Book chapter

Conference interpreting in the United Nations

Published inRoutledge Handbook of Conference Interpreting, Editors Albl-Mikasa, M. & Tiselius, E., p. 115-125
PublisherLondon : Routledge
Publication date2021-11-30
First online date2021-11-30

The United Nations (UN) is an entity created by treaty with the ultimate goal of working in good faith on issues of common interest. The aims of the UN are the following: maintain international peace and security; foster international cooperation in social, cultural and economic terms; develop close relationships between nations based on the guiding principles of self- determination and equal rights; and recognise the fundamental rights of the entire world population. Conference interpreting is socially situated and carried out in a particular community of practice. This community takes the form of the organisation in which the interpreting takes place, and is characterised by the topics interpreted, as well as the profession's norms, culture and ideology. This chapter presents an overview of conference interpreting at the UN, from its beginnings to the challenges of the present day. It endeavours to provide an overview of the accreditation examinations, the various categories of interpreter employed by the organisation, the challenges involved and the working conditions.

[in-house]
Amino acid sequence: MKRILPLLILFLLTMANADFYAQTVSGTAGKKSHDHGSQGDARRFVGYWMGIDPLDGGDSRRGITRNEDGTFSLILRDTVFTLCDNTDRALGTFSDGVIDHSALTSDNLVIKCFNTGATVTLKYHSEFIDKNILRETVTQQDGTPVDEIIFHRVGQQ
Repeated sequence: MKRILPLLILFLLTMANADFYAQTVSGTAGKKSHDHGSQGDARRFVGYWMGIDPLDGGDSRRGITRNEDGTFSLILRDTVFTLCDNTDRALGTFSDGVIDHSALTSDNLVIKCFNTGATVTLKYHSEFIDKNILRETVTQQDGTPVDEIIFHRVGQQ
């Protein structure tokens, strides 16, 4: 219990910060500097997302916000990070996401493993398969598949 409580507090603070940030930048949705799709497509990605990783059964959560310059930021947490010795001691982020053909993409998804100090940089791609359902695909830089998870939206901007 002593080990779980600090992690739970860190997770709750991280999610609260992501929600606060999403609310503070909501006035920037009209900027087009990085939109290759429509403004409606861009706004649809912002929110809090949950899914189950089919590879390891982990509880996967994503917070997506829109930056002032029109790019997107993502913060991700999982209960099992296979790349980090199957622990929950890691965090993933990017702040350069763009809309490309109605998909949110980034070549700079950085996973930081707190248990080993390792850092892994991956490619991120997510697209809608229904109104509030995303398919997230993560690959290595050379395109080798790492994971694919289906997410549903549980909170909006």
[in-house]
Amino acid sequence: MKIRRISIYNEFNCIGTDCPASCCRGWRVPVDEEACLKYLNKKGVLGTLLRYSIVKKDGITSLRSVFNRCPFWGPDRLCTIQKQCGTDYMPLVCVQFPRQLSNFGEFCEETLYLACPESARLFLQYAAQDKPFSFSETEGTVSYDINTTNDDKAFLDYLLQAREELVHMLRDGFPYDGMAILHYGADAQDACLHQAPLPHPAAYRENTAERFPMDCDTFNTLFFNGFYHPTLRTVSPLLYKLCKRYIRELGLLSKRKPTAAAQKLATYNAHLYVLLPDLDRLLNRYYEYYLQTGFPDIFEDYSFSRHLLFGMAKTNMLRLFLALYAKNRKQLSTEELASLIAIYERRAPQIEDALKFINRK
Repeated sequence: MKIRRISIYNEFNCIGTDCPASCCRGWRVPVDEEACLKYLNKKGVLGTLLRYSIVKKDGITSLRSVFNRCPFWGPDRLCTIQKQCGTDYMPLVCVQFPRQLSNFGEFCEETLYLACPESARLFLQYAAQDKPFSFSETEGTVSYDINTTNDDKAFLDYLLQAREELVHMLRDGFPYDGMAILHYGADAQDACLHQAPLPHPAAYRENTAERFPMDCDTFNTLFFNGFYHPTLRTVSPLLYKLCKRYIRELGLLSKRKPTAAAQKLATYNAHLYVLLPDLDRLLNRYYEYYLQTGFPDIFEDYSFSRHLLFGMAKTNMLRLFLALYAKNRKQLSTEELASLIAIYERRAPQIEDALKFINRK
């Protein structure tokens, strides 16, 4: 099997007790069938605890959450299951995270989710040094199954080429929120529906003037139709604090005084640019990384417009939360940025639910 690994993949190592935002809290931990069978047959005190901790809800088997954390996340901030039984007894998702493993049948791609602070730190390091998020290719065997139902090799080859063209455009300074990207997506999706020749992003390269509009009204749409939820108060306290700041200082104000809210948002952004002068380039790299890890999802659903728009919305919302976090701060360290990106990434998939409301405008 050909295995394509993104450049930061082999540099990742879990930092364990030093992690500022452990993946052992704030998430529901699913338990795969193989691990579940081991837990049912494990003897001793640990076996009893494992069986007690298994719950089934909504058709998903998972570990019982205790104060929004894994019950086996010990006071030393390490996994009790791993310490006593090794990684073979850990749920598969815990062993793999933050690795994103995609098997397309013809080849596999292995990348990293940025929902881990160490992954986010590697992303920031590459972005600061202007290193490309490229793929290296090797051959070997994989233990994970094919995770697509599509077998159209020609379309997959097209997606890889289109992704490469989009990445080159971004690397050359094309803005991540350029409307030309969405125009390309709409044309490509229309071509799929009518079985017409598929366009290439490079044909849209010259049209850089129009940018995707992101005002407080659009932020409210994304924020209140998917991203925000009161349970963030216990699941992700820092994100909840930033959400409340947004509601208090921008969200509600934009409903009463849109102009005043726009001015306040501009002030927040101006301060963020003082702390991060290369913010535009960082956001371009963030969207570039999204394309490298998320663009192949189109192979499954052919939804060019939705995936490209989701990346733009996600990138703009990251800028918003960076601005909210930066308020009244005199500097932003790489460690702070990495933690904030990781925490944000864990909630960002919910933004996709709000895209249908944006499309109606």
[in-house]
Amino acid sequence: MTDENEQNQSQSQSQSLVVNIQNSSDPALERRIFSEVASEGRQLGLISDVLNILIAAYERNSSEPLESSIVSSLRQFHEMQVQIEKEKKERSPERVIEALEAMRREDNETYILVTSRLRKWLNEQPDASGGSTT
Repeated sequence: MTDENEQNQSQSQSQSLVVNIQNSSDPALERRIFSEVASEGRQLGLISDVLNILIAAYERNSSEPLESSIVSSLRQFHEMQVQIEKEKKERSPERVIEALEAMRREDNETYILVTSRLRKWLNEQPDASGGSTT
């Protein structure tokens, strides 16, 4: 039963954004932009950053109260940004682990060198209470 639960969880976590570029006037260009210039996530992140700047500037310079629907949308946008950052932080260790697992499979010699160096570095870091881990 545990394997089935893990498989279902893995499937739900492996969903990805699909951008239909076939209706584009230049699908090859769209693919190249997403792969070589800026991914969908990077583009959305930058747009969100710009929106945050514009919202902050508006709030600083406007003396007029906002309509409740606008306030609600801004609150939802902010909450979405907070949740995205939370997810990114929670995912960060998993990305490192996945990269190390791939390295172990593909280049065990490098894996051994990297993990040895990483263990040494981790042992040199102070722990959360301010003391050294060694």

Citation (ISO format)
RUIZ ROSENDO, Lucia, DIUR, Marie. Conference interpreting in the United Nations. In: Routledge Handbook of Conference Interpreting. London : Routledge, 2021. p. 115–125. doi: 10.4324/9780429297878-12
Main files (1)
Book chapter (Accepted version)

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